First time through the lineup: 2-for-9 (two singles)
Second and third time through: 5-for-11 (four doubles, one triple)
Once the lineup turned over and hitters got a second look at him, the Red Sox were over all Severino. Those doubles (and triple) were not softly hit. They were rockets off the wall and down the line. The swings were mighty comfortable, and part of that is the Red Sox just being really good at hitting, for sure. Part of it is also Severino having nothing else in his bag of tricks. Once they saw the fastball and slider, hitters had nothing else to worry about.
Throwing bad changeups is one thing. Not throwing the changeup is another. It suggests Severino is not comfortable using it at this point, which is weird, because all throughout his time in the minors we heard it was his top secondary pitch. From Baseball America in 2014 (subs. req’d):
While Severino’s mid-80s slider was his top secondary pitch before he signed, he has developed a solid changeup since signing, and it’s presently the better of the two. His slider still flashes plus but remains inconsistent.
And now from Baseball America in 2015 (subs. req’d):
He couples the fastball with a changeup that features plenty of late fade. He’s confident enough to double and triple up on the pitch at times and use it to get strikeouts against both lefthanders and righthanders.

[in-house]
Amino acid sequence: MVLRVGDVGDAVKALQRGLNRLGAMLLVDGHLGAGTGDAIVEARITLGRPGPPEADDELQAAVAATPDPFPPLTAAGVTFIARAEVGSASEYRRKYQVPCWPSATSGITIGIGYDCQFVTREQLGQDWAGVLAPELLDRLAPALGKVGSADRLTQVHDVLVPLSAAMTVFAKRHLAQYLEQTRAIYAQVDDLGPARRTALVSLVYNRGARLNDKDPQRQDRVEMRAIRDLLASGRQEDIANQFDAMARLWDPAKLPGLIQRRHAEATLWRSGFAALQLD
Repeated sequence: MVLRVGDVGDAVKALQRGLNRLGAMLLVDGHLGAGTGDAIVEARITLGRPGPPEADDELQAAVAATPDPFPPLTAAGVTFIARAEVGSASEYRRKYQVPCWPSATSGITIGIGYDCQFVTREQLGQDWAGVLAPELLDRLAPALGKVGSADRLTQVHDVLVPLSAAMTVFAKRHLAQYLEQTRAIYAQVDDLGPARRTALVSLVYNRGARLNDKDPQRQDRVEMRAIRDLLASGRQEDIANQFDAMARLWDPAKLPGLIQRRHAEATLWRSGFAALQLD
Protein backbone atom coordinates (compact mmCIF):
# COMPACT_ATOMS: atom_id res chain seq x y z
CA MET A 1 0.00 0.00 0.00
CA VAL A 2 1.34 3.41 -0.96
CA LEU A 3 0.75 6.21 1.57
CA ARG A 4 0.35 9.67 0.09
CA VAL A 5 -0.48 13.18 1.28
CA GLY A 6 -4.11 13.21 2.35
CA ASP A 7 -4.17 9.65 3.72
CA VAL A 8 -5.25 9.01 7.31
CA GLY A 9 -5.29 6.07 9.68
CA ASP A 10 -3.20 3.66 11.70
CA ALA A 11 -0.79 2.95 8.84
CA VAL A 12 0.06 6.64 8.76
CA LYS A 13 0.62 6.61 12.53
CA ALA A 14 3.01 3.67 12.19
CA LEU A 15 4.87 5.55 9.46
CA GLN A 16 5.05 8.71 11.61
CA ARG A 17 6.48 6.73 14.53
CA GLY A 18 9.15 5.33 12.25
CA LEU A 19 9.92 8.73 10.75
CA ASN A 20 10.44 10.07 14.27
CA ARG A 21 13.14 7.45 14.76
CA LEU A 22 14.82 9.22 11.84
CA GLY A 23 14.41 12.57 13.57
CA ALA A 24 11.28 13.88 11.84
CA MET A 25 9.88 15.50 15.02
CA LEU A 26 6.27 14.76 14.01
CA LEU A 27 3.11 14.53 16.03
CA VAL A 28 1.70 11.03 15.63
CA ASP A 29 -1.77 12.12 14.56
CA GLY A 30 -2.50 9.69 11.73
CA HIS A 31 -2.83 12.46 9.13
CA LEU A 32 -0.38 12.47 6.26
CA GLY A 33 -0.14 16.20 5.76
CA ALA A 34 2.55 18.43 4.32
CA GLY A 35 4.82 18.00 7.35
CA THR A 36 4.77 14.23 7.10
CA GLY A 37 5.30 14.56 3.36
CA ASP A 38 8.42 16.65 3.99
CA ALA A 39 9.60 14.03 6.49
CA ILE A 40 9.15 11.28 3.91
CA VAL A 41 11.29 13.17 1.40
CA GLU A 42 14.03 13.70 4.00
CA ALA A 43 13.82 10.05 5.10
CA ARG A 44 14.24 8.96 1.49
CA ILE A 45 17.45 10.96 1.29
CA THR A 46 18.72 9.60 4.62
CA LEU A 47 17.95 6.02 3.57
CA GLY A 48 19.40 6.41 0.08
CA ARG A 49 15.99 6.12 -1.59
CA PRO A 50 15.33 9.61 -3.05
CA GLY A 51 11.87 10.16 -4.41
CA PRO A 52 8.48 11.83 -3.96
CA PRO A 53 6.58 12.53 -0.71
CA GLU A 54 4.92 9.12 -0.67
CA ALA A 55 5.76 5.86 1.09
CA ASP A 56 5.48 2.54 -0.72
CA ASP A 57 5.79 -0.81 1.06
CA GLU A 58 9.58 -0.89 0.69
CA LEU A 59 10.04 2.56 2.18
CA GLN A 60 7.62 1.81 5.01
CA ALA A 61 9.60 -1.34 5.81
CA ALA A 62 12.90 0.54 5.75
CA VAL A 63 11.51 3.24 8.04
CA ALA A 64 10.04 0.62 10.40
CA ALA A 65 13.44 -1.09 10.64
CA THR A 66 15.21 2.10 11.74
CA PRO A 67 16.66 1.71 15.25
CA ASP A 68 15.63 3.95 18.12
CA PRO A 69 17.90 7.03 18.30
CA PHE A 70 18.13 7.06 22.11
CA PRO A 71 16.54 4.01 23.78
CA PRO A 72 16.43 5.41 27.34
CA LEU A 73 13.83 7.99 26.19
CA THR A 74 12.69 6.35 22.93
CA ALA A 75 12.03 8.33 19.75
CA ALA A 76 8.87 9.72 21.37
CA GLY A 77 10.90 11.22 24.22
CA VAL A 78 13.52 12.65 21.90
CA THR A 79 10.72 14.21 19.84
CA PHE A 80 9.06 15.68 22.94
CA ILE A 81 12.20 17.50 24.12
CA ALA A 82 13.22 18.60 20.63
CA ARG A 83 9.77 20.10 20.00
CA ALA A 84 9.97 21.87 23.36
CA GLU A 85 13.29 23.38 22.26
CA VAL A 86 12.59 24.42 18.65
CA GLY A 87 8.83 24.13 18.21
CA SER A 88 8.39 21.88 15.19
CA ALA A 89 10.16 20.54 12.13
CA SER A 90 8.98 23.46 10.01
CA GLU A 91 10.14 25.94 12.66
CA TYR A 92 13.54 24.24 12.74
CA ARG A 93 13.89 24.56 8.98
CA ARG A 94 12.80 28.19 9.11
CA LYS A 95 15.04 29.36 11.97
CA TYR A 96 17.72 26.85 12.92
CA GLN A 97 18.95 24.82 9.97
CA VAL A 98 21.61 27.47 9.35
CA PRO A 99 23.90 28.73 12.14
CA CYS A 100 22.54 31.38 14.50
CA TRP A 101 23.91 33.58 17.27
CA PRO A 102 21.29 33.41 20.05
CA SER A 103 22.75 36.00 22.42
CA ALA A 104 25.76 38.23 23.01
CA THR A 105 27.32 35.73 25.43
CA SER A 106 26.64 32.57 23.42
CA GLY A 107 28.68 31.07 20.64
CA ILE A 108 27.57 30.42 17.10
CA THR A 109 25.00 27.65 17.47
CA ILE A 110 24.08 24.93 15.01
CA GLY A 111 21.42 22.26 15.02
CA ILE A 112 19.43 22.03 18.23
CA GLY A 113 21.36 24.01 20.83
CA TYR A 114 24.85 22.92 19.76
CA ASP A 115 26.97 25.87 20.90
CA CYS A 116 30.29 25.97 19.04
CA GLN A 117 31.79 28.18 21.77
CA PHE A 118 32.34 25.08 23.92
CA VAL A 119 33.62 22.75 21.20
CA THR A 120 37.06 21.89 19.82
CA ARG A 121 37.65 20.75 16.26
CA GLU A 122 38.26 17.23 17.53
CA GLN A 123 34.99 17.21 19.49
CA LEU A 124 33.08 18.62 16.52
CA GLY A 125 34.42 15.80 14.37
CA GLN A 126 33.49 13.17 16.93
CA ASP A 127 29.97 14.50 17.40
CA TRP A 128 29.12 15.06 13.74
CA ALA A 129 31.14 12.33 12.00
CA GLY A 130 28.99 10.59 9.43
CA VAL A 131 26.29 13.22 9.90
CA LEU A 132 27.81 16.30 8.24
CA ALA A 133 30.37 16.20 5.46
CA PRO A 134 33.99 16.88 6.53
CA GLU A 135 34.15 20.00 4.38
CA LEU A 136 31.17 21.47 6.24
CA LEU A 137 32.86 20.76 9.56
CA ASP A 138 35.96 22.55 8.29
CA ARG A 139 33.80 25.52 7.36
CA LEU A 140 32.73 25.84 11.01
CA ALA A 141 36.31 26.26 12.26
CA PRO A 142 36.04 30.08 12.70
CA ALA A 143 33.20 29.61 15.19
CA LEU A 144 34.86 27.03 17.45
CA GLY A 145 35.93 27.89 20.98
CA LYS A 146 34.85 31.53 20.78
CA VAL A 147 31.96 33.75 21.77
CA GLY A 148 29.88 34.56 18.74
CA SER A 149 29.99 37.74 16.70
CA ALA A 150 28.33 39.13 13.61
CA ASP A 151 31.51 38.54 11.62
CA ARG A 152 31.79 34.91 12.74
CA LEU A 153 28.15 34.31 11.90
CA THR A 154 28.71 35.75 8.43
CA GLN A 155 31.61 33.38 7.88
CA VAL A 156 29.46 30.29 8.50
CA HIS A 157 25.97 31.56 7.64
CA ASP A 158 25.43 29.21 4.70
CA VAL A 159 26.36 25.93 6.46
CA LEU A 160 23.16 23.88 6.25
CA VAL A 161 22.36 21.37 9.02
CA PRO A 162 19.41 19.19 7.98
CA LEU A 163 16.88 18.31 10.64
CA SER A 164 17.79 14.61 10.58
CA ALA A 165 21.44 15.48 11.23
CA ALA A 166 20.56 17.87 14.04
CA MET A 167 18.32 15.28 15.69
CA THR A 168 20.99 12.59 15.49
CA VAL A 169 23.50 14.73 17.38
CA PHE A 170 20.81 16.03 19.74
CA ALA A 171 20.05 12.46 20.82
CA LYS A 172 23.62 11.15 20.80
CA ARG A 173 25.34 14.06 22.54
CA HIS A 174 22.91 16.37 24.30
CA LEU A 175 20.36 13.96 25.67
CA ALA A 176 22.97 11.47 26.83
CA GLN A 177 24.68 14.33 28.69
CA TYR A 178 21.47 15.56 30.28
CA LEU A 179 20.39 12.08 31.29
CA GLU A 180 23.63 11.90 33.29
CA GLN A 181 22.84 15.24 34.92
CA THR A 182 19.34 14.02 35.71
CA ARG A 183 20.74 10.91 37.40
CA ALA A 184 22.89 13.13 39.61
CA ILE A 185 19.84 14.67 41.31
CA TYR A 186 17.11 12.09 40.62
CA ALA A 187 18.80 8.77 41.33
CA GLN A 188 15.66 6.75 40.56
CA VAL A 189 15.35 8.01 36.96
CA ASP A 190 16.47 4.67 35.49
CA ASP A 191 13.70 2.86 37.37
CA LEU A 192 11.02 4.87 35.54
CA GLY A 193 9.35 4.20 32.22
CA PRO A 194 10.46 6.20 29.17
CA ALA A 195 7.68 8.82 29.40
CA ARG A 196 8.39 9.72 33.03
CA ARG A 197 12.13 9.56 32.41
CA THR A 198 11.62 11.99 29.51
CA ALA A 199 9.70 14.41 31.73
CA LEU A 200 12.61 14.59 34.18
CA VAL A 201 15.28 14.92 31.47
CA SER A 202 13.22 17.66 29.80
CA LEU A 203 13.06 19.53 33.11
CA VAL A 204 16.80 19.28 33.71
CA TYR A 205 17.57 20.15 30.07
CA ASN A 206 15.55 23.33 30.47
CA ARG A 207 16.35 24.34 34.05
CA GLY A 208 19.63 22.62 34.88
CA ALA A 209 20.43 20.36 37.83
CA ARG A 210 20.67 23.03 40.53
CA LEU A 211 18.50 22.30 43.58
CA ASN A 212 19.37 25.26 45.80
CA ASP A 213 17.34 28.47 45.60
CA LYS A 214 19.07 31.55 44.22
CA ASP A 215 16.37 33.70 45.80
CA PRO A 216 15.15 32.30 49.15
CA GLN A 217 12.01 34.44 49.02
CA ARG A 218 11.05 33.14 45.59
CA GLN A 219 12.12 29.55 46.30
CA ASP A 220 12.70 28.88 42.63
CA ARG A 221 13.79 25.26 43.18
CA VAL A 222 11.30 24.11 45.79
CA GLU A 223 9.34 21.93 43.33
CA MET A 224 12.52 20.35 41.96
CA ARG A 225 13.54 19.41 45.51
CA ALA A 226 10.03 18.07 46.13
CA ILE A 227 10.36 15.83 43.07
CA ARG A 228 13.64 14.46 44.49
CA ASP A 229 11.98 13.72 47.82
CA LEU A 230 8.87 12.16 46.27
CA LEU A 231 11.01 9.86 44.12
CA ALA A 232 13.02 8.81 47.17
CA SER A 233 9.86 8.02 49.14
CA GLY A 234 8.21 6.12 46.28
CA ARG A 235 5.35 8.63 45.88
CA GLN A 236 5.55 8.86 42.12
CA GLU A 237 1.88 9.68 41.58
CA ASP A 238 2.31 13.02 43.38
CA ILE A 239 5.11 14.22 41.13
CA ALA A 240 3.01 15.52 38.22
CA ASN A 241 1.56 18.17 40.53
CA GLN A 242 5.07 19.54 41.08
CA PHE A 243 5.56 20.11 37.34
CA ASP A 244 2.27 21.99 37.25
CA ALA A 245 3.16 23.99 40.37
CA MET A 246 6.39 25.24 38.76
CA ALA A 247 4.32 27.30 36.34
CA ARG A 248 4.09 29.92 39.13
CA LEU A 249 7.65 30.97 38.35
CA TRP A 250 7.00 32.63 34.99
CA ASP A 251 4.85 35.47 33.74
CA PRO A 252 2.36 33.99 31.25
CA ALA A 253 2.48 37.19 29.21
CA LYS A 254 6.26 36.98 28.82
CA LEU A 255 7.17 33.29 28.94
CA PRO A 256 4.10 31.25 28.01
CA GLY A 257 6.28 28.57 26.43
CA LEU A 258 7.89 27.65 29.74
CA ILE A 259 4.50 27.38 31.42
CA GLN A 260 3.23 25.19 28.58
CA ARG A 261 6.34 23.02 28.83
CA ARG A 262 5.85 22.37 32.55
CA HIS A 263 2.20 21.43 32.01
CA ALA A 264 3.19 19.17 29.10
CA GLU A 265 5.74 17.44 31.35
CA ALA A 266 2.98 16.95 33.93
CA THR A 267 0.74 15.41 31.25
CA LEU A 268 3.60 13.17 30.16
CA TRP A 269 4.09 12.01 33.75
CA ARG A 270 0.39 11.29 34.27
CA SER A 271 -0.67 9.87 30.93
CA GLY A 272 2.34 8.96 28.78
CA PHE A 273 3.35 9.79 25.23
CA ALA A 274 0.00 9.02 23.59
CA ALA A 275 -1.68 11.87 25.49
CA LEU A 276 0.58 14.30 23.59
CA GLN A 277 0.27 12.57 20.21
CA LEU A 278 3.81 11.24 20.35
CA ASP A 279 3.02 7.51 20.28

Yeah, we didn’t see that the other night. To be fair, we’re talking about one start. A pitcher not using his changeup in relief is not uncommon at all. We need some more information before we can say anything definitive about Severino’s changeup usage, or lack thereof. It was just really discouraging to see him shy away from the pitch entirely the other night, especially since he actually got a whiff with one of the two changeups he did throw.
One thing has become increasingly clear this season: Severino is not the instant ace we all wanted to believe he was coming into the season. His secondary pitches need work, and to his credit, he went to the minors and improved his slider. Did he improve his changeup as well? We don’t know. Severino hasn’t thrown it since coming back, but he’ll need it to be successful. Almost every starter does.
The Yankees could have kept running Severino out there every fifth day — it’s not like they’re in the postseason race — but they opted to send him to Triple-A yesterday, which is for the best in my opinion. The team really rushed him up the minor league ladder and a lot of the things Severino is working on now are things he should have worked on in the minors, before his MLB debut. This year the Yankees have been forced to send him down to play catch up.
There’s a fine line between letting a guy go through developmental growing pains and letting him get blasted every fifth day, destroying his confidence. I think Severino is really at risk of the former. Hopefully things are different the rest of the year, and we see the same improvement with the changeup as we’ve seen with the slider whenever he comes back up. Severino’s a very important piece of the long-term picture and getting him right has to be Priority No. 1 the rest of 2016.